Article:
I Love Lamp

If you've seen "Anchorman", you've probably heard this line.  Personally, it's one of my least favorite movies but Anthony can't stop laughing during it so for his sake, we get this title.  But, on to the real reason why 'I love lamp'.  We were blessed to go home to Anthony's family in New York this year for Christmas.  It was the first Christmas we've spent with family since we've been married!  It was an awesome two weeks filled with lots of laughs, tons of good food (thanks mom), and hours upon hours of playing games - Bananagrams, Scattergories, Golf, Skip-bo, Phase Ten, and Settlers of Catan...awesome games.  Since we flew there and are tightwads, meaning we didn't want to pay checked baggage fees (thankfully we got one checked bag free through our credit card), we bought most of our presents after we got there to save space.  We already had ideas of what we were getting for everyone except for mom and dad.  Then we saw their lamps.  Let me first say this, we love our mom and dad  but their lamps, well, they were a little ancient.  Ancient but with great curves!  So of course my mind goes straight to how-can-I-refurbish-them mode and then on to spray paint.  Anthony jumps right on board thinking of colors and then we get to the next hurdle...would they let us?  I felt bad just taking the lamps and totally changing them without asking, even if it will be their Christmas present, so we nonchalantly asked, "Hey, do you like your lamps?  I guess what we mean is, could we get you new ones?"  They gave us the "sure, we'd love new lamps!" answer we were longing to hear and to Wal-Mart we went to snatch up some paint and new shades.  Based on the colors in their living room, we 'compromised' on oil-rubbed bronze spray paint.  I really wanted to paint them a glossy brick red but in the end, Anthony convinced me that oil-rubbed bronze made more sense and was a more neutral, subtle choice.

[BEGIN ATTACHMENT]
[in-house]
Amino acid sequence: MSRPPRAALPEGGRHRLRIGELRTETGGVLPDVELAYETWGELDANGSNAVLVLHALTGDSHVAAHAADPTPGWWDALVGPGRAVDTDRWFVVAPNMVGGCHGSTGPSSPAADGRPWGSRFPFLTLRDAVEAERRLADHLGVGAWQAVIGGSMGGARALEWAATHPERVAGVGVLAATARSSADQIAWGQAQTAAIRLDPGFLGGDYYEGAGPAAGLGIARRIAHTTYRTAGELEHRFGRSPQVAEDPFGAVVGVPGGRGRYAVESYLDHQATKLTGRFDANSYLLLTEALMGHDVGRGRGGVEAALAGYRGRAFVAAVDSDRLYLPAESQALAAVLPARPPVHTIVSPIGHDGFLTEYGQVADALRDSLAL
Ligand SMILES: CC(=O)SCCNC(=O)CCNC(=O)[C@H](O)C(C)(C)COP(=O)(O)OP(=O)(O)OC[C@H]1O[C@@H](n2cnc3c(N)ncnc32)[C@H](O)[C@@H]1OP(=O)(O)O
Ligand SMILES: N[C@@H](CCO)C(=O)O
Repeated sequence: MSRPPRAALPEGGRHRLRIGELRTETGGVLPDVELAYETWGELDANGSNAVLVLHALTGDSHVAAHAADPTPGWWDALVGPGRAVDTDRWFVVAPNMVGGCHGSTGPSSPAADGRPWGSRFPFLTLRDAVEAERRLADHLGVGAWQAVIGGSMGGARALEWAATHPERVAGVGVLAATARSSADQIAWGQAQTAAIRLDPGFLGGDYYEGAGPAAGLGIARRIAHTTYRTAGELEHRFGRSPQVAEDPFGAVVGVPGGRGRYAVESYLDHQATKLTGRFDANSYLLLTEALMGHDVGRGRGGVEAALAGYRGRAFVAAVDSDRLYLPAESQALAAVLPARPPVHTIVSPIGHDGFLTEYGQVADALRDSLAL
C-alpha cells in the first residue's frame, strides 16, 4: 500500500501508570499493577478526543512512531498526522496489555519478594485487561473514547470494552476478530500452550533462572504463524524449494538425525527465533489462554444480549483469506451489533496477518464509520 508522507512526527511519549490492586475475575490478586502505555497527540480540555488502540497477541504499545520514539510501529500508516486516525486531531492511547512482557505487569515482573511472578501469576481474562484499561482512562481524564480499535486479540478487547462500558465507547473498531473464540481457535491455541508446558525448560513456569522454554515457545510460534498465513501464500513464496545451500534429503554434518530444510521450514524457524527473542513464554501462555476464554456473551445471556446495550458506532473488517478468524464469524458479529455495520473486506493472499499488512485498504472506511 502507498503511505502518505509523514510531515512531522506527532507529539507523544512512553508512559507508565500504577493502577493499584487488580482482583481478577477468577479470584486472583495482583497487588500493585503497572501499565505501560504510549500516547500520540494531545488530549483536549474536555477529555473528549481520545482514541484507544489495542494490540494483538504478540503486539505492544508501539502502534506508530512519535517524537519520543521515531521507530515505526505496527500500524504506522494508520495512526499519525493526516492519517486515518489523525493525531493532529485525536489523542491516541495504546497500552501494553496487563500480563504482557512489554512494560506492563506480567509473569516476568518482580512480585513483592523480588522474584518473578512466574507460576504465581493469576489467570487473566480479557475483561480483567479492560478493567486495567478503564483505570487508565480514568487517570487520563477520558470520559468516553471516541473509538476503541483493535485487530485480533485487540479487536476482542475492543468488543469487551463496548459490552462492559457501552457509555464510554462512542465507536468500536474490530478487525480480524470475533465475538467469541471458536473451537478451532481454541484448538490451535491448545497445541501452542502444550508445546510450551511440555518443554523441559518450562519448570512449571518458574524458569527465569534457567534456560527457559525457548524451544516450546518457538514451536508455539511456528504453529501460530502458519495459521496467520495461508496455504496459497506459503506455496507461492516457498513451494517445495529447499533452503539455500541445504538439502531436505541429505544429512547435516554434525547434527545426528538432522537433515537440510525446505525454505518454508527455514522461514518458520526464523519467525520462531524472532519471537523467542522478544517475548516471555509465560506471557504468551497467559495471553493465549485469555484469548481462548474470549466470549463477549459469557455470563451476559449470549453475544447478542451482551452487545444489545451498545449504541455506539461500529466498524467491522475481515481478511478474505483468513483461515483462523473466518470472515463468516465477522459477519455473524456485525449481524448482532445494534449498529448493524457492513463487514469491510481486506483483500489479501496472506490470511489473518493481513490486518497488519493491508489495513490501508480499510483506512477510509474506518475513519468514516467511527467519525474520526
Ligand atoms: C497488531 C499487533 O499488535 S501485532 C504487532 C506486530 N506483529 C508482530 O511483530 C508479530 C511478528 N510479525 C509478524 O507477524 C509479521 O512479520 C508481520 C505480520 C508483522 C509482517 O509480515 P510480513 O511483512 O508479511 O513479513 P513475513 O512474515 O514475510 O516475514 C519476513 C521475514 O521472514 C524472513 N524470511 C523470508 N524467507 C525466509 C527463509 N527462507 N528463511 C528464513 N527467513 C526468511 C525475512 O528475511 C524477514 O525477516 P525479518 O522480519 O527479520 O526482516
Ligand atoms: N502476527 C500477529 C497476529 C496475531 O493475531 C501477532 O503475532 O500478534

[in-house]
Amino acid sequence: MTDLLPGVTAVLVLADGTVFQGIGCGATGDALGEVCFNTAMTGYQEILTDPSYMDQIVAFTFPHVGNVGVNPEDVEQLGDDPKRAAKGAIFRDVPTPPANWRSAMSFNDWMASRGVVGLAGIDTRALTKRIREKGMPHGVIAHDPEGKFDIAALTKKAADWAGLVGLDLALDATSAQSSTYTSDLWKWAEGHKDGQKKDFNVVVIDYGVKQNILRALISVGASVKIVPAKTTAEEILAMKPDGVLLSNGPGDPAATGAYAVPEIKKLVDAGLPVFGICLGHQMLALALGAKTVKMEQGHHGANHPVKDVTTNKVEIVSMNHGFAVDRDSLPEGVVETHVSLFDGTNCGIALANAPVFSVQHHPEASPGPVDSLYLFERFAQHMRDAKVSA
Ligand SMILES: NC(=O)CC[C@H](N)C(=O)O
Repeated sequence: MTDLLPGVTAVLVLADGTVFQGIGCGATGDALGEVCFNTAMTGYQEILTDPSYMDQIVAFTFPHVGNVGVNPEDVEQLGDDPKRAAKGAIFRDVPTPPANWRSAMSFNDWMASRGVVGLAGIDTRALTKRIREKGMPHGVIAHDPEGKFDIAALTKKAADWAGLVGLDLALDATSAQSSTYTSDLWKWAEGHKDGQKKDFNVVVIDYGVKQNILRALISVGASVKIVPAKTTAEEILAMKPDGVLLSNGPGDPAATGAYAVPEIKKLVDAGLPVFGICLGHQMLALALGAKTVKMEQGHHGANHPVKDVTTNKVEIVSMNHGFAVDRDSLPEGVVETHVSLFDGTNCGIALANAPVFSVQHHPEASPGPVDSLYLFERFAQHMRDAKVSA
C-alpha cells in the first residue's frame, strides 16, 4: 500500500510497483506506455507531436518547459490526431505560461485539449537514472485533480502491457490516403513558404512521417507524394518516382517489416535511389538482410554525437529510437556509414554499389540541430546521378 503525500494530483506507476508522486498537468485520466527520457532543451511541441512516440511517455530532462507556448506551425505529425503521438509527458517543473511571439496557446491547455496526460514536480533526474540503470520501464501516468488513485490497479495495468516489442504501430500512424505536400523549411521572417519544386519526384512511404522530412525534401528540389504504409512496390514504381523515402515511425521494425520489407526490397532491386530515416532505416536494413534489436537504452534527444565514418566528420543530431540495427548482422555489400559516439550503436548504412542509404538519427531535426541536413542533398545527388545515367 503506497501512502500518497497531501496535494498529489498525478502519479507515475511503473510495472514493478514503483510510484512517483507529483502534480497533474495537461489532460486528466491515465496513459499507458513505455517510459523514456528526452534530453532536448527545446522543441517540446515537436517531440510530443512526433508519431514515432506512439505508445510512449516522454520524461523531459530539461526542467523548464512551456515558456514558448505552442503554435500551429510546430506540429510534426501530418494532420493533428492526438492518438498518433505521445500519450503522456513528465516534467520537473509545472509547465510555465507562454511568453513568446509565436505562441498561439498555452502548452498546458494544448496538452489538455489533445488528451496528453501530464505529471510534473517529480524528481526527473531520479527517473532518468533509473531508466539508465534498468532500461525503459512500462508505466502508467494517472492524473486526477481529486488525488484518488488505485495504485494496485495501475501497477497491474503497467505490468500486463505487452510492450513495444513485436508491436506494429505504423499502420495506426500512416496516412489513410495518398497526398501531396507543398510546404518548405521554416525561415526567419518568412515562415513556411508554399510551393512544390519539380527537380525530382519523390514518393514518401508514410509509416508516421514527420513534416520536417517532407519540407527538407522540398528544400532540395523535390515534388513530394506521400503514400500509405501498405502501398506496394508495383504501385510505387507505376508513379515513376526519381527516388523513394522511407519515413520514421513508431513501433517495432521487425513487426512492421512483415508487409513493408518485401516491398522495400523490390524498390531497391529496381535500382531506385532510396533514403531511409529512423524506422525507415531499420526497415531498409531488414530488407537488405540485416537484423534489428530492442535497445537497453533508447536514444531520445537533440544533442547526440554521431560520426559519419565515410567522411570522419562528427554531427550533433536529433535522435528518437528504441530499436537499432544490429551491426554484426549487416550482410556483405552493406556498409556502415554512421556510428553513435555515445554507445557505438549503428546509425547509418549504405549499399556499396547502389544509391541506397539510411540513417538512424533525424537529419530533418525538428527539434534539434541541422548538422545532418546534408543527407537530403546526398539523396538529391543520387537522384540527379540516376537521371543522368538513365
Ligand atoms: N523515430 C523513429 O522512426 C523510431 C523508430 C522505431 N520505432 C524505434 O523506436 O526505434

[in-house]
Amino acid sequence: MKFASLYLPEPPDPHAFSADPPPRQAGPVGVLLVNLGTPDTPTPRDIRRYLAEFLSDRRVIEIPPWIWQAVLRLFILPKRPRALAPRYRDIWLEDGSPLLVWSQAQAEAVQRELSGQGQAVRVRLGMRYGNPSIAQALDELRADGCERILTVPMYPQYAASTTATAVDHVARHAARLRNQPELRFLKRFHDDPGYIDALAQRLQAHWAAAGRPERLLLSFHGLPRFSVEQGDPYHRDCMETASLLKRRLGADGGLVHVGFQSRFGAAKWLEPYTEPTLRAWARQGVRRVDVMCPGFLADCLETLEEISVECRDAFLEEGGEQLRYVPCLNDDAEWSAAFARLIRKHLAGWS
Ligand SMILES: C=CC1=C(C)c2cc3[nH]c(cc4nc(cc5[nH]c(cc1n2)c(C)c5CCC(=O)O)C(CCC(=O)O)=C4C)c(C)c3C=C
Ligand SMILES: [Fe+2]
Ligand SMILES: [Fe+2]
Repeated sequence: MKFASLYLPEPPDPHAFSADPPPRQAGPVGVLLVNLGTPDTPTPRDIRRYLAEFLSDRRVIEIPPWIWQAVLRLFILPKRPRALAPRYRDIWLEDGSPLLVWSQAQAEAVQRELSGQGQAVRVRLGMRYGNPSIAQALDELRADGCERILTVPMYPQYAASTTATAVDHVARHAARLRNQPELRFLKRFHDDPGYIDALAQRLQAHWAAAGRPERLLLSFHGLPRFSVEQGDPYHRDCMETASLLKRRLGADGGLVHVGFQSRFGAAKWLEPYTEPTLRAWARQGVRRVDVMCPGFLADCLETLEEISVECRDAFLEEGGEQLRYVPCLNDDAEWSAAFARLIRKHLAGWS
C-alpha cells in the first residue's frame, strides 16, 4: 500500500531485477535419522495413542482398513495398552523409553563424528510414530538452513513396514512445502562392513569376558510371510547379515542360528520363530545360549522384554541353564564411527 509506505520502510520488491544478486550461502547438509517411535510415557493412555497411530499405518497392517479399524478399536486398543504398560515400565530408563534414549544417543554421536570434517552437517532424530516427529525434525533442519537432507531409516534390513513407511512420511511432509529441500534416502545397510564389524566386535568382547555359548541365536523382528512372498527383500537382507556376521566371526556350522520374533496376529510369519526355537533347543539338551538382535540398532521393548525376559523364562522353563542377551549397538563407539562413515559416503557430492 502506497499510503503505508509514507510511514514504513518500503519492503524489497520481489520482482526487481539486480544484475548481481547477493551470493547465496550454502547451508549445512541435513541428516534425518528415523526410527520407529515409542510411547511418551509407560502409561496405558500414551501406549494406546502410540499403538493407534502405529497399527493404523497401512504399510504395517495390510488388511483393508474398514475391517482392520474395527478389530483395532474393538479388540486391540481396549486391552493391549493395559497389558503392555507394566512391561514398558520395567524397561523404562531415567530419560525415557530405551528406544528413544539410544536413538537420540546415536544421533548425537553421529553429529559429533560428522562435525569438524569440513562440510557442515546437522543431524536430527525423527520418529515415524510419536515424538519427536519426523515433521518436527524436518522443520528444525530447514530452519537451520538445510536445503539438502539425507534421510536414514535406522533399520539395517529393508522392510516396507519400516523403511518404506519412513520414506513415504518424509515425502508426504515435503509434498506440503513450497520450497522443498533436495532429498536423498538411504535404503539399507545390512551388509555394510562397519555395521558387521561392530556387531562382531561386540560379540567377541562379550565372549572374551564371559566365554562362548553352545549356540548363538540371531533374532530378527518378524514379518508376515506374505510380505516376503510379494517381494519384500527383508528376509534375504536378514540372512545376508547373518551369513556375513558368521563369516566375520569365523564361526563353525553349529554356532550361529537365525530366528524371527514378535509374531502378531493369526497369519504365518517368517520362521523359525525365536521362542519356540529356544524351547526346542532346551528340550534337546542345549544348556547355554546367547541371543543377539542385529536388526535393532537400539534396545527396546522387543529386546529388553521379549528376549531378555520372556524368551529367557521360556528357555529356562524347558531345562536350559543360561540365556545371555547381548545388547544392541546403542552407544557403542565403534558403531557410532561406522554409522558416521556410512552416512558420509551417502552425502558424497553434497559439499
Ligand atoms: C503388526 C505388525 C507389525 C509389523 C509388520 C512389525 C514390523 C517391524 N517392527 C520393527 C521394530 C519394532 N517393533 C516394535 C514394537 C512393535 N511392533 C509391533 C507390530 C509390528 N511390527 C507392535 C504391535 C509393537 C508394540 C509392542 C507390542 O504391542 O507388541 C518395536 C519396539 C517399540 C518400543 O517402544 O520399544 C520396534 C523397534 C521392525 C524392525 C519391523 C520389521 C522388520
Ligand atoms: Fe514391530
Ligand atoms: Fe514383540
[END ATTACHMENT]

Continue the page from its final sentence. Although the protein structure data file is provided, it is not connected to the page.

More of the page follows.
So here they are right before go-time:
I taped off the light bulb socket and switch to make sure I didn't get any paint inside the lamp.
Also, we had to be discreet since mom and dad didn't know we were actually re-doing their old lamps so we brought the lamps over to grandma's house where we painted them in her basement since it was too cold outside.  I learned to obey the directions on the back of spray paint cans last year where it says, "apply in temperatures between 50 and 90 degrees".  If you don't, the paint will develop lines and look cracked...take my word for it.

Since they're made out of metal (gold) and ceramic (green), I went the safe route and primed before I painted. 
All primed!  On to the best part...painting!

This is after 4 light coats of paint: